David Bourget (Western Ontario)
David Chalmers (ANU, NYU)
Rafael De Clercq
Jack Alan Reynolds
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Philosophy in the Contemporary World 10 (1):87-92 (2003)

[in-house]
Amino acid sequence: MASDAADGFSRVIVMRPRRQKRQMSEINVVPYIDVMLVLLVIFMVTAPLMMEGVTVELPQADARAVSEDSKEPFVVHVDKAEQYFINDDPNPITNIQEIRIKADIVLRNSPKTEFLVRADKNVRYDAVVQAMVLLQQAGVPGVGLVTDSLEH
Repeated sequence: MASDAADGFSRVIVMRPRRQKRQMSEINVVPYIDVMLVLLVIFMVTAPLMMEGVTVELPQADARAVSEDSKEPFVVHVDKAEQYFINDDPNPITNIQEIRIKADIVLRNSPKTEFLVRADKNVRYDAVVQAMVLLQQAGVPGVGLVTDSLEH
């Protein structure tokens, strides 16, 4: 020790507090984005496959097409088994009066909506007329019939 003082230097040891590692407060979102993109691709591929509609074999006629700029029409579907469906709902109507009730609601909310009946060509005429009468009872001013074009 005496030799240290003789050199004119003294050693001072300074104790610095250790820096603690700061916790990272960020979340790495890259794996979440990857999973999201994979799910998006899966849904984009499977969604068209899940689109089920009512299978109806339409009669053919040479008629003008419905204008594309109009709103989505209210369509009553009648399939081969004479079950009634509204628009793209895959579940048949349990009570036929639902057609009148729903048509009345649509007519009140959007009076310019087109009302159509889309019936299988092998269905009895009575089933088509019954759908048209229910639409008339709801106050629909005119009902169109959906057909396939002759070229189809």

Health professionals, by agreeing to provide care, accept a fiduciary role that entails an obligation to preserve trust. We trust health professionals to be competent, to promote patient interests, and to properly utilize their discretionary power. While some health professionals argue that such activities as secretly screening for drugs or sexually transmitted diseases are necessary to fulfill their fiduciary obligations, these may actually constitute a breach of trust. In this paper, I argue that, in the specific case of Munchausen’s Syndrome by Proxy, covert surveillance is ethically justifiable and does not constitute a breach of trust and an abuse of the fiduciary relationship
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